If you´re a human being, is it okay to behave like a pig? What does it mean to act like a frog? Jumping around? How does one make a cow? If you´re confused, don´t worry. I´ll let you know what these animals have in common. Welcome to the second episode of how to understand a Chilean.
A saying in Spanish is called modismo or dicho. They are born out of a socially determined usage that gives new meaning to a certain group of words. Many are used all over the Spanish-speaking world, just like any other language. If you don´t understand where they come from culturally, it can´t be translated literally and won’t make much sense. Most regions have their own typical phrases. In Chile they can be called chilenismos.
As I previously explained, there are many reasons for the great variety found in Chile. I also believe that the humorous people in Chile are very quick-witted in conversation, continuously inventing new uses for the Spanish language. Many refer to animals.
Let´s begin with two not so nice examples. Do you know anyone who always wants to know everyone else´s business? Here this is called ser sapo, or acting like a frog. This could stem from frogs and their giant eyes, seemingly capable of seeing all things. If you try to overhear a telephone conversation or read email over someone´s back you are being sapo. The best snoops do this without being detected so as to avoid being pegged with this unsavory nickname.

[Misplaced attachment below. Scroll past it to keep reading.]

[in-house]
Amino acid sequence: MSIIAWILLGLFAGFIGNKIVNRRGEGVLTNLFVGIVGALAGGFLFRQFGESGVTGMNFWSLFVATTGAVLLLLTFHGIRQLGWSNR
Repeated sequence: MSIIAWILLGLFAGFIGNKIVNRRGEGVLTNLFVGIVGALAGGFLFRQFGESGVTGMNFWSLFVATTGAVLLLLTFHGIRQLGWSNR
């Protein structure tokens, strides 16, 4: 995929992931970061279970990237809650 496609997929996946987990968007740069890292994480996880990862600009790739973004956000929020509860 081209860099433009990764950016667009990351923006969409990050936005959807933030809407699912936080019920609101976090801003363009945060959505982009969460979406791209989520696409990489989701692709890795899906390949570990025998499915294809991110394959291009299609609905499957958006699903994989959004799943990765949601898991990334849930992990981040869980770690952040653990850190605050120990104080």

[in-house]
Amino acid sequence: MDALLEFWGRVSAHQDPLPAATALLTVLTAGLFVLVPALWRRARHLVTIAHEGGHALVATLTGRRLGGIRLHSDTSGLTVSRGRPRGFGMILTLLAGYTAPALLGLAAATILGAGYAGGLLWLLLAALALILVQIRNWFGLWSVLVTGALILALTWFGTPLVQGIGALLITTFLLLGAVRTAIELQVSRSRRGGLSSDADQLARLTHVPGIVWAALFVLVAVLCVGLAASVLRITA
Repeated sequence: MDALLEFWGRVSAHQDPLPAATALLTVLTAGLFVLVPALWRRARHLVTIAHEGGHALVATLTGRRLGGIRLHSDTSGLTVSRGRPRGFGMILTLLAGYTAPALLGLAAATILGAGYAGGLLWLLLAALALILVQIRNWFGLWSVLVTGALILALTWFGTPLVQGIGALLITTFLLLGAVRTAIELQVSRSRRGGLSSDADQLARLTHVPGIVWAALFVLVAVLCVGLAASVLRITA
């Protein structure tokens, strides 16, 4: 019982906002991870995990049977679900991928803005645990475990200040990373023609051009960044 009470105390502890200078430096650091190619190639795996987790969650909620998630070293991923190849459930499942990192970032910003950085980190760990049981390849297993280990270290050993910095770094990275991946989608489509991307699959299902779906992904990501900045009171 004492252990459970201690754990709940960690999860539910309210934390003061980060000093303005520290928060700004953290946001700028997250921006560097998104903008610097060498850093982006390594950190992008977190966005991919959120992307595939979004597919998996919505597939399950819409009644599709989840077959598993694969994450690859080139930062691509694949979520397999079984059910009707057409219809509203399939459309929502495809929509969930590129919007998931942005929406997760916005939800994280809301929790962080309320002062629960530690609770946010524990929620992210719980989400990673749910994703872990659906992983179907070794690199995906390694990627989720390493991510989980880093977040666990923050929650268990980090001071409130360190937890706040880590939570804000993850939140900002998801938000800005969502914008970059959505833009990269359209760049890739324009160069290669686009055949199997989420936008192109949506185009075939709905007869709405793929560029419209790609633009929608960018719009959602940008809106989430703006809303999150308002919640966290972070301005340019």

Next we have hacer perro muerto, or pulling a dead dog. In English we would often call this “dine and ditch” AKA leaving a food or drink establishment without paying the bill. As it appropriately sounds in Spanish, this is nasty business, clearly not recommended in any country. If one does this in Chile it is possible the owner will “Sacarte la cresta.” The cresta is the crown of the rooster. Removing this part from someone implies potential or threated violence.
Now for two lighter sayings. In Santiago there are a boatload of cafes and restaurantes, but you get what you pay for. The expensive ones can be fantastic, but one must be much more discerning when it comes to the inexpensive places. This has resulted in many Santiaguinos knowing very well how to cook a delicious dish at home, particularly the younger crowd who are beginning to move out on their own at a younger age instead of staying home until marriage (people marry late here, if they do marry at all).
Hacer una vaca, or making a cow does not mean fashioning your very own ruminant out of clay and water. When friends want to have a BBQ (an asado), picnic in the park or a big spread for dinner everyone throws in some cash. Between two and three thousand Chilean pesos per person (about five USD) you can make a real food festival without anything going to waste (echarse a perder) in the fridge (refri).
Lastly, one of my favorites is pasarlo chancho. Chancho means pig and can be a term of endearment between a couple or family members. Mothers say to their babies upon eating their entire meal “Eres mi chanchito!” or, you are my messy little piggy! This saying, to pass the time like the pigs do means to have a wicked good time at a party or asado, drinking, eating, dancing and telling jokes. If you have such a wonderful time, lo pasaste la raja! as well. More Chilenismos coming pronto…